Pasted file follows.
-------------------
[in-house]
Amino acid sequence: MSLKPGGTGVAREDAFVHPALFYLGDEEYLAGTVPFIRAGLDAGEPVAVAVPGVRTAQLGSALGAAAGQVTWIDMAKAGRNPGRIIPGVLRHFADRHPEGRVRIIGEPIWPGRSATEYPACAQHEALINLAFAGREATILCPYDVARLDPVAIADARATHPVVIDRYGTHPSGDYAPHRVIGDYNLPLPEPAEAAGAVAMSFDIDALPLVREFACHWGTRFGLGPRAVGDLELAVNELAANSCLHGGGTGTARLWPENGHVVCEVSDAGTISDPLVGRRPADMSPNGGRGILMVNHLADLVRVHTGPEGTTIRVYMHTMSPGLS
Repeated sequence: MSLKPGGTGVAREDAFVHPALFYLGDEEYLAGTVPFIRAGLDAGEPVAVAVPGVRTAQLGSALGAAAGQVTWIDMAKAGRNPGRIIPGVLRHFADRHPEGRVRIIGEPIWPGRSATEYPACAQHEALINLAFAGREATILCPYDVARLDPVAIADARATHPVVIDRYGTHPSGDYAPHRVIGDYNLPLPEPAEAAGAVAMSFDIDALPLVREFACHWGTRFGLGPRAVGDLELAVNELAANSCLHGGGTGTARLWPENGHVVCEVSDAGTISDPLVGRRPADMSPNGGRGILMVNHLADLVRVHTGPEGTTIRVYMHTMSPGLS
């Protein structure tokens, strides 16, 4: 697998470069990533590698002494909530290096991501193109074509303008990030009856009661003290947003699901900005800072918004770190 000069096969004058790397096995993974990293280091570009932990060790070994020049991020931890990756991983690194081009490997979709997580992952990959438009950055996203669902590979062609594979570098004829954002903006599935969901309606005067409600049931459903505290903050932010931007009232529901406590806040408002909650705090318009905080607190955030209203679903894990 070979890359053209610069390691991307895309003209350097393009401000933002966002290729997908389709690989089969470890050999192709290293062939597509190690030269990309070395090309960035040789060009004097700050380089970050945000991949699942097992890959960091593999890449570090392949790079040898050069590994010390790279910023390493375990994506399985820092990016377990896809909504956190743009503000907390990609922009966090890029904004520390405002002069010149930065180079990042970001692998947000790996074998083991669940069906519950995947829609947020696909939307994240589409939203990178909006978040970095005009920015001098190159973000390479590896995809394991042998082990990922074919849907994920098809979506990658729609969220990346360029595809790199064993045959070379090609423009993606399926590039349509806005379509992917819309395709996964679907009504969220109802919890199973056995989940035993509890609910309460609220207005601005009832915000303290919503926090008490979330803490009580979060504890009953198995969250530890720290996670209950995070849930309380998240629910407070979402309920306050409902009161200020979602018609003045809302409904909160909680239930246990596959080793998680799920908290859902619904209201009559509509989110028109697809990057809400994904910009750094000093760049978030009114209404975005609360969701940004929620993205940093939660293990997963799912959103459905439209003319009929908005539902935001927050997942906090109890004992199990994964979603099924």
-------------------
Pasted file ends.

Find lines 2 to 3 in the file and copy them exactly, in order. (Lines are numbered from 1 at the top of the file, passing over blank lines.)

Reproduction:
Amino acid sequence: MSLKPGGTGVAREDAFVHPALFYLGDEEYLAGTVPFIRAGLDAGEPVAVAVPGVRTAQLGSALGAAAGQVTWIDMAKAGRNPGRIIPGVLRHFADRHPEGRVRIIGEPIWPGRSATEYPACAQHEALINLAFAGREATILCPYDVARLDPVAIADARATHPVVIDRYGTHPSGDYAPHRVIGDYNLPLPEPAEAAGAVAMSFDIDALPLVREFACHWGTRFGLGPRAVGDLELAVNELAANSCLHGGGTGTARLWPENGHVVCEVSDAGTISDPLVGRRPADMSPNGGRGILMVNHLADLVRVHTGPEGTTIRVYMHTMSPGLS
Repeated sequence: MSLKPGGTGVAREDAFVHPALFYLGDEEYLAGTVPFIRAGLDAGEPVAVAVPGVRTAQLGSALGAAAGQVTWIDMAKAGRNPGRIIPGVLRHFADRHPEGRVRIIGEPIWPGRSATEYPACAQHEALINLAFAGREATILCPYDVARLDPVAIADARATHPVVIDRYGTHPSGDYAPHRVIGDYNLPLPEPAEAAGAVAMSFDIDALPLVREFACHWGTRFGLGPRAVGDLELAVNELAANSCLHGGGTGTARLWPENGHVVCEVSDAGTISDPLVGRRPADMSPNGGRGILMVNHLADLVRVHTGPEGTTIRVYMHTMSPGLS